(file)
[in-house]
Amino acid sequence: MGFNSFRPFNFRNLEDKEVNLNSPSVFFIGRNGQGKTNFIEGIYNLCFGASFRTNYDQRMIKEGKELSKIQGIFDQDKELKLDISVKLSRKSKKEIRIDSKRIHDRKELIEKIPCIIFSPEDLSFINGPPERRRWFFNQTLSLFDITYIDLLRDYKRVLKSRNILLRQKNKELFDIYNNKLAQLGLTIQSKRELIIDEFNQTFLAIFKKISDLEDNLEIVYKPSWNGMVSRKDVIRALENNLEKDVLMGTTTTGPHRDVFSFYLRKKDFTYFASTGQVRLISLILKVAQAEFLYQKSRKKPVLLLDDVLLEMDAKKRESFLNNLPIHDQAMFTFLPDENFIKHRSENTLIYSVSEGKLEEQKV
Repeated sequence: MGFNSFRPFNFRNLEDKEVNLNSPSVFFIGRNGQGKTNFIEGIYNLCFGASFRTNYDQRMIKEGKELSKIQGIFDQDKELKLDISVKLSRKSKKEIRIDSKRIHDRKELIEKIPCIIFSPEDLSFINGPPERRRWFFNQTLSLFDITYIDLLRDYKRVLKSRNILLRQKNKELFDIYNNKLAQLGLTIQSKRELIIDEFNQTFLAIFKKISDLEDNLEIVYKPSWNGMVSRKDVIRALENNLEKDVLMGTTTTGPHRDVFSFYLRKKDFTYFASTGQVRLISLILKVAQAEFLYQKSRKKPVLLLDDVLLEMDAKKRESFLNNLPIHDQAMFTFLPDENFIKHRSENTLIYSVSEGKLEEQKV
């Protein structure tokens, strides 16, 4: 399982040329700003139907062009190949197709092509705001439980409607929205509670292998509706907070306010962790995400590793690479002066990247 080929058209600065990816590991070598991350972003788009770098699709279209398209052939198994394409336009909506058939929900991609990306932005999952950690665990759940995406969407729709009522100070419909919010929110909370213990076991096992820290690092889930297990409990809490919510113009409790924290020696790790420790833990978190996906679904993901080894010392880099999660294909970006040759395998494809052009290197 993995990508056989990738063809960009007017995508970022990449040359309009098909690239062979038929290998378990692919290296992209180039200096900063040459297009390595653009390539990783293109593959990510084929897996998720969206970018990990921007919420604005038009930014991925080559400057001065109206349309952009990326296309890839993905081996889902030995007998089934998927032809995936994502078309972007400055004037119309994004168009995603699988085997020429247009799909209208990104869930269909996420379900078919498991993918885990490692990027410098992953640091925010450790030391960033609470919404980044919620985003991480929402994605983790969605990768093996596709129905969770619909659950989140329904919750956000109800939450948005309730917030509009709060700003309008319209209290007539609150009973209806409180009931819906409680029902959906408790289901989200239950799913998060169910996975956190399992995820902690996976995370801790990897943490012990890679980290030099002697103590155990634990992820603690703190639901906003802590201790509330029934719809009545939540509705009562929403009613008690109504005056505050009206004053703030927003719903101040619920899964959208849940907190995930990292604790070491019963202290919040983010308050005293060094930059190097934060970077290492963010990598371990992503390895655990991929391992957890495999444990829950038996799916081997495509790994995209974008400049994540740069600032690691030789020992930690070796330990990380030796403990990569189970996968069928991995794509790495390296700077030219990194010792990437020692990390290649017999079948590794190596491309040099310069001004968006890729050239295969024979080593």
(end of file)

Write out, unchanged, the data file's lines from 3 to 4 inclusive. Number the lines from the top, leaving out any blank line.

Repeated sequence: MGFNSFRPFNFRNLEDKEVNLNSPSVFFIGRNGQGKTNFIEGIYNLCFGASFRTNYDQRMIKEGKELSKIQGIFDQDKELKLDISVKLSRKSKKEIRIDSKRIHDRKELIEKIPCIIFSPEDLSFINGPPERRRWFFNQTLSLFDITYIDLLRDYKRVLKSRNILLRQKNKELFDIYNNKLAQLGLTIQSKRELIIDEFNQTFLAIFKKISDLEDNLEIVYKPSWNGMVSRKDVIRALENNLEKDVLMGTTTTGPHRDVFSFYLRKKDFTYFASTGQVRLISLILKVAQAEFLYQKSRKKPVLLLDDVLLEMDAKKRESFLNNLPIHDQAMFTFLPDENFIKHRSENTLIYSVSEGKLEEQKV
């Protein structure tokens, strides 16, 4: 399982040329700003139907062009190949197709092509705001439980409607929205509670292998509706907070306010962790995400590793690479002066990247 080929058209600065990816590991070598991350972003788009770098699709279209398209052939198994394409336009909506058939929900991609990306932005999952950690665990759940995406969407729709009522100070419909919010929110909370213990076991096992820290690092889930297990409990809490919510113009409790924290020696790790420790833990978190996906679904993901080894010392880099999660294909970006040759395998494809052009290197 993995990508056989990738063809960009007017995508970022990449040359309009098909690239062979038929290998378990692919290296992209180039200096900063040459297009390595653009390539990783293109593959990510084929897996998720969206970018990990921007919420604005038009930014991925080559400057001065109206349309952009990326296309890839993905081996889902030995007998089934998927032809995936994502078309972007400055004037119309994004168009995603699988085997020429247009799909209208990104869930269909996420379900078919498991993918885990490692990027410098992953640091925010450790030391960033609470919404980044919620985003991480929402994605983790969605990768093996596709129905969770619909659950989140329904919750956000109800939450948005309730917030509009709060700003309008319209209290007539609150009973209806409180009931819906409680029902959906408790289901989200239950799913998060169910996975956190399992995820902690996976995370801790990897943490012990890679980290030099002697103590155990634990992820603690703190639901906003802590201790509330029934719809009545939540509705009562929403009613008690109504005056505050009206004053703030927003719903101040619920899964959208849940907190995930990292604790070491019963202290919040983010308050005293060094930059190097934060970077290492963010990598371990992503390895655990991929391992957890495999444990829950038996799916081997495509790994995209974008400049994540740069600032690691030789020992930690070796330990990380030796403990990569189970996968069928991995794509790495390296700077030219990194010792990437020692990390290649017999079948590794190596491309040099310069001004968006890729050239295969024979080593």